To Your Health


Sore throat can mean many things

  Dr. Roger Hicks 

As temperatures cool down and activities move indoors, more and more people get sore throats. It is one of the most common reasons for going to an urgent care clinic in the colder months.

There are many causes of a sore throat, but most are caused by viral or bacterial infections. Viruses that cause colds and upper respiratory infections are by far the most common cause. The first sign of a cold is often a sore throat, usually followed by a runny nose, congestion and a cough. Typically, the sore throat from a cold gets better or goes away in the first few days, before the other symptoms. Antibiotics are useless against viruses, of course, and may cause harmful side effects.

Mono is another viral infection that causes a sore throat and fever, but unlike a cold, it can take a few weeks to resolve, rather than a few days. 

Although there is no specific treatment for mono, it is important to know if you have it because there are potential complications to be aware of and things you should and should not do. Spread the same way as a cold or strep throat, mono is common in teenagers and young adults. Most adults have had it and developed resistance even if was never diagnosed, making mono rare in people over 30. 

An influenza-caused sore throat usually comes with a fever, muscle aches and pains, and a dry cough. Influenza is one of the few viral illnesses for which there is a specific treatment but to be effective, it must be started in the first few days of symptoms. There is a rapid test in-office test for influenza, so if you think you have the flu, consider seeing a doctor right away.

When a sore throat is from a bacterial infection, antibiotics are needed. The most common bacterial cause is strep throat, which also can be diagnosed with a rapid office test. Strep throat may cause a fever and sore lymph nodes in the neck, but typically not a cough, nasal congestion or a runny nose. Strep throat can result in heart or kidney disease if not treated. Scarlet fever is strep throat with a rash and is caused by certain strains of the streptococcal bacteria.

Epiglottitis, though uncommon, is the most dangerous throat infection. It causes swelling of the epiglottis that can result in sudden blockage of the airway and require emergency intervention. Often not seen by just looking in the mouth, warning signs include muffled speech and swallowing that is so painful it causes drooling.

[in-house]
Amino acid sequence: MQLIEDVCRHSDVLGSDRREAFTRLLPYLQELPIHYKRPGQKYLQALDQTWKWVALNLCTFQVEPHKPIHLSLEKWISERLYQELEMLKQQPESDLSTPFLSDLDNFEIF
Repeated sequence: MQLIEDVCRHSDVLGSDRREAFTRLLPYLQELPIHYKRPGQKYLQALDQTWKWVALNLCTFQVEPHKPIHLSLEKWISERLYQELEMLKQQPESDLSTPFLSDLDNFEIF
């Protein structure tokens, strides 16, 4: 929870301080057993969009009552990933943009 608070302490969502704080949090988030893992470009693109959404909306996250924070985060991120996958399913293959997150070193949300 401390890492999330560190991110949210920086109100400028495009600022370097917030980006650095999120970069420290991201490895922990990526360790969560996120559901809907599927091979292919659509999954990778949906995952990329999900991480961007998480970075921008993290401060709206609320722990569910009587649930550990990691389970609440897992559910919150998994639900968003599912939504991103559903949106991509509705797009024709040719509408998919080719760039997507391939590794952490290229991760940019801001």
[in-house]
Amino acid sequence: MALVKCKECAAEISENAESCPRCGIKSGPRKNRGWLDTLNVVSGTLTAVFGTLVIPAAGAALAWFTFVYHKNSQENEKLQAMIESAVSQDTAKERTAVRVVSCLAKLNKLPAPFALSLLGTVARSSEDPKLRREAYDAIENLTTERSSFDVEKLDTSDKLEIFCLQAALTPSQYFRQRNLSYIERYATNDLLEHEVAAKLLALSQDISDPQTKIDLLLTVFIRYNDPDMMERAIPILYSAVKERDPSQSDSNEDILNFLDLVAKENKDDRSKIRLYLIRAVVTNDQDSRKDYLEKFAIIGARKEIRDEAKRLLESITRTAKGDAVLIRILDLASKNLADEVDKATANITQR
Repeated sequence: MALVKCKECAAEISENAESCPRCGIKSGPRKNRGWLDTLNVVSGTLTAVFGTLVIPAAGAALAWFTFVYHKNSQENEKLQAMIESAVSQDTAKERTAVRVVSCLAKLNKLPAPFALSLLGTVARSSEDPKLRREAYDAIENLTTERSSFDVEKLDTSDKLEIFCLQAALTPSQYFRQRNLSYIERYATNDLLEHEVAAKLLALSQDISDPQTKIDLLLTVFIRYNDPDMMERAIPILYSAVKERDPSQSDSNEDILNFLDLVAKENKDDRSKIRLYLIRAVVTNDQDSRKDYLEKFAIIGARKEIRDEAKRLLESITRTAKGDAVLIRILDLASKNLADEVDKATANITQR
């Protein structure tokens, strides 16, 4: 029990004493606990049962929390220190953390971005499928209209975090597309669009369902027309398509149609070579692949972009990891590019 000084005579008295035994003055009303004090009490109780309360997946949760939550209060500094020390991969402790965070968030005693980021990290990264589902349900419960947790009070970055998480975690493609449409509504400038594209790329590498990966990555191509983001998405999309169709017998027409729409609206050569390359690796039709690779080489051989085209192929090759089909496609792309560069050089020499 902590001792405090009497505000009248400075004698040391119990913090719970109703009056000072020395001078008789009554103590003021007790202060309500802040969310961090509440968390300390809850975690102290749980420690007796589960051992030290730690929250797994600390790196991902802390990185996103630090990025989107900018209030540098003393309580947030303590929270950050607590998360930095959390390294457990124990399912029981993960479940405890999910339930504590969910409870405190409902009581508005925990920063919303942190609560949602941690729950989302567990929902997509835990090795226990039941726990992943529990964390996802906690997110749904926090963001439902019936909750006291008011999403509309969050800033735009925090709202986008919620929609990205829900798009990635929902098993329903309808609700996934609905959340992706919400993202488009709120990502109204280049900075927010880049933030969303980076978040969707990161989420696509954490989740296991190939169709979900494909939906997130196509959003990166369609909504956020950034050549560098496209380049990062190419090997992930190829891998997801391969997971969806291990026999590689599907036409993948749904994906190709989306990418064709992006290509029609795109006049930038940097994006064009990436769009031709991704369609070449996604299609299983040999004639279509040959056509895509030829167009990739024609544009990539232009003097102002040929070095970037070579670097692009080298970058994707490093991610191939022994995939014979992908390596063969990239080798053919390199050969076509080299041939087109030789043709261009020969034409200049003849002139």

Throat pain that is consistently on just one side may be from a bacterial infection under a tonsil. It is also often accompanied by extremely painful swallowing and a muffled voice, and when severe, can cause blockage of the airway.

Sometimes a sore throat is caused by inflammation, not an infection. Examples include irritation from post nasal drip, allergies, dry air, mouth breathing, or acid reflux. In rare cases, a tumor is the cause.

Waking up with a scratchy or sore throat can happen any time of year, but the likelihood increases as fall turns to winter. Take precautions such as limiting your exposure to those who already are ill, staying well hydrated, washing your hands often and getting plenty of rest. 

At the first sign of a sore throat, try resting first (including your voice), increase your liquids, drink warm tea with honey, use a personal humidifier, gargle with saltwater (1/4 teaspoon salt to ½ cup water), suck on throat lozenges and avoid throat irritants such as cigarette smoke.

When should you or your child see a doctor? If you have a severe or prolonged sore throat, a fever over 101 that lasts more than a day, trouble swallowing or opening your mouth, any difficulty breathing, pain on only one side, a rash, or swelling of your face or neck, you should make a trip to your doctor or local urgent care center. 

A director of the Urgent Care Association of America from 2011 to 2017, Dr. Roger Hicks served as the Association’s treasurer and then secretary. He is a founder and current board member of the Urgent Care Assurance Company, a malpractice company specializing in urgent care. He is the founding President of the California Urgent Care Association. He is also the founding president of the South Yuba River Citizens League and served on SYRCL’s Board of Directors for 30 years.